At just 11 years old the British actor took on the role of Harry Potter, the star in the film adaptations of the ever popular children’s book series written by J.K. Rowling. At the time, no one involved with the initial film knew just how incredibly popular the films and books would become- Rowling hadn’t even finished writing the story. For the next decade, Radcliffe and his co-stars would be thrust into a fast-paced, stressful, and ultimately rewarding life with high demands and even higher payoffs.

However, as history has demonstrated time and time again, a child growing up in the spotlight can equal trouble. By the age of 18 and the filming of Harry Potter and the Half-Blood Prince, Daniel was spiralling out of control with nightly binge drinking sessions and an increasing dependency on alcohol. The actor even admits to being drunk during filming- though he does say he never drank while on set. In 2010 Radcliffe realized he needed to take control of his drinking problem and has abstained from alcohol since. The young celebrity now enjoys a relatively quiet life mostly off the radars while continuing to act in theatre, TV appearances, and movies.

Samuel L. Jackson

Suprise, motherfu-…. you didn’t actually think I’d say it, did you? Though Sam L. is famous amongst his fans for his use of the experlative (which, fun fact, he began using to counter a stuttering problem he had as a child), few recall that the charismatic actor began his career in a very dark place: straight from rehab for alcohol, crack cocaine, and heroin. Jackson’s drug use can be attributed to his incredibly rough upbringing during a time of unrest in the country. He was raised primarily by his mother and grandmother and only met his father, also an addict, twice in his lifetime.

Sam was an actor, a civil rights activist, and studied marine biology and architecture all while struggling with substance abuse. When he finally entered and completed rehab, director Spike Lee casted him in “Jungle Fever” as a crack cocaine addict and Jackson has said the role was cathartic for him, helping him in his recovery. From that moment Jackson’s career would take off and it has not stopped since: the iconic role of Jules Winnfield in “Pulp Fiction” was written just for him. His latest blockbuster reprised his role as Marvel’s Nick Fury in “Avengers: Age of Ultron” and he is slated for movies into 2017.

Stephen King

Stephen King: master of horror, literary giant, and… recovering alcoholic and drug abuser. The horror author is known for his impressive writing credits, including “It”, “The Shining”, “Carrie” and “Misery”- all of which would be adapted to film and terrify generations. He also wrote “Cujo” but he says he doesn’t recall any of it due to his substance abuse. King admits he spent much of the 80s in a drug and alcohol induced haze, even following a few near-death calls that stemmed from his addictions.

Thankfully a family intervention got through to him and he sought help in rehab and has remained sober since. He still actively writes and his latest series of releases included a continuation of ‘The Dark Tower’ series, which is a favorite of his readers. He also contributes to entertainment sites and manages his own along with podcasts, book tours, and touring with his band The Rock Bottom Remainders, which is entirely comprised of writers.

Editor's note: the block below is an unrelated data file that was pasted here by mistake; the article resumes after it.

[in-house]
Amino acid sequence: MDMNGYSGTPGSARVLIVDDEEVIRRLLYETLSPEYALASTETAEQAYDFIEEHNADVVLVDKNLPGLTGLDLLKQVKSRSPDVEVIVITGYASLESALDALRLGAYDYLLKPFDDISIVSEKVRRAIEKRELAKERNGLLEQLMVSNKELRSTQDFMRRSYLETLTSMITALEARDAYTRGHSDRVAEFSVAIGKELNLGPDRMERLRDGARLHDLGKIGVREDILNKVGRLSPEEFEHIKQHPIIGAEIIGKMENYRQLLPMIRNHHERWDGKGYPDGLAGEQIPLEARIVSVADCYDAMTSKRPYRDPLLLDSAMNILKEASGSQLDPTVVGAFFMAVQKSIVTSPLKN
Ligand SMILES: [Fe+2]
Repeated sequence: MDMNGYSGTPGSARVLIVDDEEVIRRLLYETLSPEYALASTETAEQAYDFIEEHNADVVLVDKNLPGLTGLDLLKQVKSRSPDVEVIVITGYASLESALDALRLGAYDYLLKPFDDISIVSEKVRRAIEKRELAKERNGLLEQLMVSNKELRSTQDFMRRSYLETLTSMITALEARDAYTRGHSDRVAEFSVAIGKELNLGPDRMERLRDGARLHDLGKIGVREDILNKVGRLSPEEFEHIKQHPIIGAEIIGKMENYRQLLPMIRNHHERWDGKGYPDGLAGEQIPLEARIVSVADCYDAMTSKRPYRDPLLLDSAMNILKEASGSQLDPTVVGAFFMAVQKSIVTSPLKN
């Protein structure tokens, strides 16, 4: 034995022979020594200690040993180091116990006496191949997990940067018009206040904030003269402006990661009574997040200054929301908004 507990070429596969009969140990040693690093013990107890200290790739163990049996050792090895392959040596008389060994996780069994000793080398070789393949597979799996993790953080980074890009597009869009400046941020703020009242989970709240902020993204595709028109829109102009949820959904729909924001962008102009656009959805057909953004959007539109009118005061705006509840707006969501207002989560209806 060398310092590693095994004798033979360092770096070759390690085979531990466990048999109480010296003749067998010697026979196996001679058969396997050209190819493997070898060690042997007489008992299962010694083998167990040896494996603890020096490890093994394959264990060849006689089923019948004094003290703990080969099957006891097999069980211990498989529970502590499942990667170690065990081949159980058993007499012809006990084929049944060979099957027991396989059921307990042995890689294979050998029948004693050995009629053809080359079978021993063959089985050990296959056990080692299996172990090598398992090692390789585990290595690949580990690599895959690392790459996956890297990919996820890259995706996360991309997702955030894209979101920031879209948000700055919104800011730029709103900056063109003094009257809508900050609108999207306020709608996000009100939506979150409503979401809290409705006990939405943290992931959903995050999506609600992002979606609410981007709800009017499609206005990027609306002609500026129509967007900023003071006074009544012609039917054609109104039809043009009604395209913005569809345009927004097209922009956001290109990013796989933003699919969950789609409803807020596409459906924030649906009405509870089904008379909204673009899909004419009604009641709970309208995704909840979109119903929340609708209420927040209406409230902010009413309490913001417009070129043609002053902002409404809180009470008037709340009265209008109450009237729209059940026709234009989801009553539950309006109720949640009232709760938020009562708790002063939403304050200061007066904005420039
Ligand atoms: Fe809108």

Oprah Winfrey

The queen of daytime television, driving force behind the OWN magazine and TV network, and humanitarian is often celebrated by women everywhere as a beacon of hope, inspiration, and guidance. Despite officially retiring from television in 2009 she remains a force to be reckoned with in everything she touches. However, the billionaire media mogul had a rough start: her childhood included sexual abuse, a pregnancy in her early teens that ended in stillbirth, and drug abuse.

On her talk show Oprah has opened up about both her sexual abuse and drug use, siting them as things that helped build her character and make her the phenomena she is today. The abuse at the hands of men in her family lead to low self-esteem and bad choices- one of which was her relationship with a man in the 80s that introduced her to crack cocaine, which was then called ‘freebasing’. She has never given details about her recovery or when she quit, but she has said she was more addicted to the relationship than the drug, leading some to interpret that her use ended with the split. Her achievements since then have been well documented and she continues to be a true inspiration for all those facing hardships.

Angelina Jolie and Brad Pitt

These two get listed together because it was their love and devotion to each other that helped them overcome their demons. Angelina and Brad may still catch some heat for the way their relationship began (behind the back of Pitt’s then wife, Jennifer Aniston) but they have since proven their love genuine and deep- a rare thing to witness in the movie industry. Before they met and fell in love, both admit to hard partying ways: Angelina says she tried just about every drug she could gain access to while Brad says he thought his drug use had done irreparable damage to his life and body. They were both struggling to cope with darker feelings of inadequacy and despondency.